I’ve got a confession to make.
I’ve been largely avoiding the gaming community for the past couple of months. This is due mostly to a certain discourse I knew was going to rear its ugly head.
While I appreciate the conversations people have been having regarding the difficulty in games, I realized that I hated being a part of it pretty early into this cycle.
But it’s time to spring forth like a bushido samurai in wait because Devolver Digital’s Trek to Yomi has reminded me of my complex relationship with difficulty.
I’m a warrior for access
As someone who has lived his whole life with a hand tremor resulting in lowered hand-eye coordination, precision and reaction time, I’ve always wanted to be a surgeon.
All right! I’m kidding! Your brain, heart and other organs are safe!
On that topic, though, it’s meant that a lot of stuff has never appealed to me, particularly a lot of things in gaming.
So when Bobby asked me if I wanted to take Trek to Yomi, specifically with a certain discourse still harming my mental health, I wasn’t sure I was in a good place for a game where timing and coordination are measured on a sword’s edge.
It turns out I needed Trek to Yomi more than I thought I did.
Trek to Yomi leaves a lasting impression
Trek to Yomi is a samurai precision slasher that perfectly nails the samurai showdown film aesthetic with a warm and grainy film-noir filter placed atop high-resolution character models that feel exceedingly human for a world lacking colour.
Now on my second full playthrough of the roughly 45-minute playthrough, which took me two hours at first, I still find myself wondering if I’m not simply controlling real-life actors?
From the looks of the demo, Trek to Yomi gives you four samurai-themed difficulty levels that differ in the amount of time they give you to parry oncoming attacks and the amount of damage you and foes take.
I began with the second-highest difficulty, feeling like I was in a good place for a challenge, although maybe hating myself just a little bit as well.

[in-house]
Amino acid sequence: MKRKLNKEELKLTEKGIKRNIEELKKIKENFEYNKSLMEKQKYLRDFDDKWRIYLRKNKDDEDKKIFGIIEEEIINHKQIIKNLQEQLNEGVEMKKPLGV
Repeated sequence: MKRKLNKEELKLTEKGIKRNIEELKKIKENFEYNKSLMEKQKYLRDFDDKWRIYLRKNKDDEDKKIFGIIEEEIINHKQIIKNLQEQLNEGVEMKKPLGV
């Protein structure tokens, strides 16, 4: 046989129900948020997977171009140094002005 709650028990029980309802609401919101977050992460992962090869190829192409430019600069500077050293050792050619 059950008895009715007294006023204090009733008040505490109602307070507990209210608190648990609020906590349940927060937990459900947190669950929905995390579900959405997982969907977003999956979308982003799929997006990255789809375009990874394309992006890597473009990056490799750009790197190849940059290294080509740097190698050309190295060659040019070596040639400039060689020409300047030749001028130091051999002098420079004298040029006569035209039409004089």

I really struggled with the opening act, where a gang of raiders besieged your farming community. Playing as a child with low health and stamina and not knowing the patterns of enemies, I struggled and considered restarting on a lower difficulty.
Learn from your Mistakes
But as I died repeatedly, I learned my foe and ways to fell them. The hit of excitement with each final breath I struck forth had me excited beyond belief. And I’m really glad I stuck it out because it helped me come to a realization of the demo: It got really easy. Now, I will say that while there appears in the early game to be a quite severe difficulty dip, which caught me somewhat off guard… well, specifically on guard, I am still not convinced this will always be the case.
As time with the demo went on, I found myself having so much stamina and health that I was able to almost just hold a block right up until I had an opening or take a hit and then use a healing-granting finisher move to take more hits. Suddenly, I felt too good at my trek., but I also realize I’ve only played a 45-minute, two-act demo with a handful of enemy types that included a basic attacker, one focused on speedy thrust attacks and a hard-hitting armoured fiend.
So, for now, I’m going to take the positive feelings I have about being a bad-ass bushido samurai and hold onto them because I can use that pride. But my desire to spring right into Trek to Yomi is as black and white as the game itself. Simply put, this game doesn’t look like one you should be fearful of. Don’t let it pass you by when it marches in sometime later in 2022.
[This impression article is based on a preview build offered by the publisher]